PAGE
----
I note that recent research indicates that too much vitamin D ie more than 100nmol/l results in increased rates of death viz: Professor of clinical medicine Peter Schwarz said: “We have studied the level of vitamin D in 247,574 Danes, and so far, it constitutes the world’s largest basis for this type of study. We have also analysed their mortality rate over a seven-year period after taking the initial blood sample, and in that time 16,645 patients had died. “Furthermore, we have looked at the connection between their deaths and their levels of vitamin D. “If your vitamin D level is below 50 or over 100 nanomol per litre, there is an greater connection to deaths. “We have looked at what caused the death of patients, and when numbers are above 100, it appears that there is an increased risk of dying from a stroke or a coronary. “Levels should be somewhere in between 50 and 100 nanomol per litre, and our study indicates that 70 is the most preferable level. How does the VDC justify recommending levels of vitamin D greater than this figure and why do they say that 70nmol/l is deficient when this study shows it to be optimum? Angus Murray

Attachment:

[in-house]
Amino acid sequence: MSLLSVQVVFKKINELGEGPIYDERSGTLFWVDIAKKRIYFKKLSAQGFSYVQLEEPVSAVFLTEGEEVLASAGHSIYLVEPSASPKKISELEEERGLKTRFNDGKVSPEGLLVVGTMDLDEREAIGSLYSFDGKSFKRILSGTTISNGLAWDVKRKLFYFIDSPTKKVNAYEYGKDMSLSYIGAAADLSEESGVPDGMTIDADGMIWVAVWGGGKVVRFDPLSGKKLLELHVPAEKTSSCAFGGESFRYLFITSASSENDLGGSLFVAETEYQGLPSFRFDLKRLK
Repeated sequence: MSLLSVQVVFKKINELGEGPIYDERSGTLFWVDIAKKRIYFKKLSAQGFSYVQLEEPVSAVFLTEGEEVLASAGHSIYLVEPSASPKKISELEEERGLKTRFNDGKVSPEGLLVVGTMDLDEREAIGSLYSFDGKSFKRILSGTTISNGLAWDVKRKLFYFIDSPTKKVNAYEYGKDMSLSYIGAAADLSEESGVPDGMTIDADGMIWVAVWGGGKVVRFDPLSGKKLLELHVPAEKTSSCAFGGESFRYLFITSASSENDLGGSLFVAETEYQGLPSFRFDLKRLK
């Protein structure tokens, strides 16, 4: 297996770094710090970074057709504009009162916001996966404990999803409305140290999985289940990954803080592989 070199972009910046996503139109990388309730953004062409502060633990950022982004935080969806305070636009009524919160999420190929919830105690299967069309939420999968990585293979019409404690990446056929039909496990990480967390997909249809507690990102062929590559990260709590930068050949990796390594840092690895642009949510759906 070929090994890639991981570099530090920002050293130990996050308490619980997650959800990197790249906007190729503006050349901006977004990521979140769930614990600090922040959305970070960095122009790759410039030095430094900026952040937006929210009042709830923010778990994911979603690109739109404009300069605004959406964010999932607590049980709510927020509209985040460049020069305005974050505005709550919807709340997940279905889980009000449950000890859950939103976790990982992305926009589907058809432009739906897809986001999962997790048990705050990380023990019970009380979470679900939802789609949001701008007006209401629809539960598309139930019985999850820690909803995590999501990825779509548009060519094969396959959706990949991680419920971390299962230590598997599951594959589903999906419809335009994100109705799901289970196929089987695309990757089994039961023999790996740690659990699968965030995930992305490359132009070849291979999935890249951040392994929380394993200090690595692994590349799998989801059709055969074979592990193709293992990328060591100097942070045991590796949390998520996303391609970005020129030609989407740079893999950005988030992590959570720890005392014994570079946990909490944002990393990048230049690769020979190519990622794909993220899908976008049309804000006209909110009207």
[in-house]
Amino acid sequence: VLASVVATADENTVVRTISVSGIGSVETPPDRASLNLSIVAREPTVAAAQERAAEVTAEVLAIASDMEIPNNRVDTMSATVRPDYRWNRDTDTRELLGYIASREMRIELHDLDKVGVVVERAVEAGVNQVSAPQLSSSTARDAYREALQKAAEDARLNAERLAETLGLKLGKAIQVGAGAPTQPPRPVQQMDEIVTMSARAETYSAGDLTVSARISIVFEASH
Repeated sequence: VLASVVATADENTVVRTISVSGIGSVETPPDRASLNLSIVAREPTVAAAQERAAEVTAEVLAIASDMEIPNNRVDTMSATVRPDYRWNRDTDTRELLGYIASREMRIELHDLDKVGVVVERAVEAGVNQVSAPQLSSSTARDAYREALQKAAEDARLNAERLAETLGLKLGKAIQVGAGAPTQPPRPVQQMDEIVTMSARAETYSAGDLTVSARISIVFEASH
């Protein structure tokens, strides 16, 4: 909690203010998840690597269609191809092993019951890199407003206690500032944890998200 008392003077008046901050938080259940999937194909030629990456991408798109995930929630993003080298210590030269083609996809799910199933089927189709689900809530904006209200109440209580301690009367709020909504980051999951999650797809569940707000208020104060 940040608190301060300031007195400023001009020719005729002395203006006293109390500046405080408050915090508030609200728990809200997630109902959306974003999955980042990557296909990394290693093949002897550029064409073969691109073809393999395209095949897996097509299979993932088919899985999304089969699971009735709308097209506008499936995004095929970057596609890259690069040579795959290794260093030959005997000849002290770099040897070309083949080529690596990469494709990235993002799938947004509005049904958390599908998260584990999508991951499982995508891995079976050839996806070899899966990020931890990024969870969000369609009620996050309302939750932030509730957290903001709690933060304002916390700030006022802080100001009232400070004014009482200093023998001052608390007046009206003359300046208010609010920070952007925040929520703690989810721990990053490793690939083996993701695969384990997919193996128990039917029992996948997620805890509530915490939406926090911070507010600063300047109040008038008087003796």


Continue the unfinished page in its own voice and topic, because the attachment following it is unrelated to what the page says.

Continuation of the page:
Asked by  nwjcomp19495400 on October 4, 2015


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